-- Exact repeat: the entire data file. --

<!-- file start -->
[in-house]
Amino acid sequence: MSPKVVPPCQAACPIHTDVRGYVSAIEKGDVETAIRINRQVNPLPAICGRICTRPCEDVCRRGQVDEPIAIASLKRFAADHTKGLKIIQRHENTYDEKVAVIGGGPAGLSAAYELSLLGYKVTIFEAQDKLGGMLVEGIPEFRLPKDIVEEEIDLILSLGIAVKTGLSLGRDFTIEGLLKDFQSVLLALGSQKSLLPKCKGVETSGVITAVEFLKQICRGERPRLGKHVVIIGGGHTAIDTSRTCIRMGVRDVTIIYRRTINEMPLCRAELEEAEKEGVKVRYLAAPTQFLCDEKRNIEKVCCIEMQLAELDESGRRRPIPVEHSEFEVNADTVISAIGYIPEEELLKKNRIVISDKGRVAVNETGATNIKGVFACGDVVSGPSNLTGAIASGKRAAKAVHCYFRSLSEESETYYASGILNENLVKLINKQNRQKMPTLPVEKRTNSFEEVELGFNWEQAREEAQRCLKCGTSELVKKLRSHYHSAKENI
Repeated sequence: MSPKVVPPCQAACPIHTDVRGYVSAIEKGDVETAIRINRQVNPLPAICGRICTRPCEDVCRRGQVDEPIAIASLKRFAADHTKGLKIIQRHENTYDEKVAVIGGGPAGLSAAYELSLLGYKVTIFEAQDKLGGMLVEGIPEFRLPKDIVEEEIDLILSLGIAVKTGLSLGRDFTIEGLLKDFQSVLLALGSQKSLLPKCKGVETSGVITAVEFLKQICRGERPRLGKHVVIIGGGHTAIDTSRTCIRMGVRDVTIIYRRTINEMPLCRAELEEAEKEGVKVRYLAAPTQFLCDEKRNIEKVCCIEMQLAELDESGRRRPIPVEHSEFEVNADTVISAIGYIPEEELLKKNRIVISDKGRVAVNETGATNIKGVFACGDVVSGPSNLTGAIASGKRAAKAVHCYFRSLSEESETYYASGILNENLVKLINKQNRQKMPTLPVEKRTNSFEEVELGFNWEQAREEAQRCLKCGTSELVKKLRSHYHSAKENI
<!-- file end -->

[in-house]
Amino acid sequence: MSPKVVPPCQAACPIHTDVRGYVSAIEKGDVETAIRINRQVNPLPAICGRICTRPCEDVCRRGQVDEPIAIASLKRFAADHTKGLKIIQRHENTYDEKVAVIGGGPAGLSAAYELSLLGYKVTIFEAQDKLGGMLVEGIPEFRLPKDIVEEEIDLILSLGIAVKTGLSLGRDFTIEGLLKDFQSVLLALGSQKSLLPKCKGVETSGVITAVEFLKQICRGERPRLGKHVVIIGGGHTAIDTSRTCIRMGVRDVTIIYRRTINEMPLCRAELEEAEKEGVKVRYLAAPTQFLCDEKRNIEKVCCIEMQLAELDESGRRRPIPVEHSEFEVNADTVISAIGYIPEEELLKKNRIVISDKGRVAVNETGATNIKGVFACGDVVSGPSNLTGAIASGKRAAKAVHCYFRSLSEESETYYASGILNENLVKLINKQNRQKMPTLPVEKRTNSFEEVELGFNWEQAREEAQRCLKCGTSELVKKLRSHYHSAKENI
Repeated sequence: MSPKVVPPCQAACPIHTDVRGYVSAIEKGDVETAIRINRQVNPLPAICGRICTRPCEDVCRRGQVDEPIAIASLKRFAADHTKGLKIIQRHENTYDEKVAVIGGGPAGLSAAYELSLLGYKVTIFEAQDKLGGMLVEGIPEFRLPKDIVEEEIDLILSLGIAVKTGLSLGRDFTIEGLLKDFQSVLLALGSQKSLLPKCKGVETSGVITAVEFLKQICRGERPRLGKHVVIIGGGHTAIDTSRTCIRMGVRDVTIIYRRTINEMPLCRAELEEAEKEGVKVRYLAAPTQFLCDEKRNIEKVCCIEMQLAELDESGRRRPIPVEHSEFEVNADTVISAIGYIPEEELLKKNRIVISDKGRVAVNETGATNIKGVFACGDVVSGPSNLTGAIASGKRAAKAVHCYFRSLSEESETYYASGILNENLVKLINKQNRQKMPTLPVEKRTNSFEEVELGFNWEQAREEAQRCLKCGTSELVKKLRSHYHSAKENI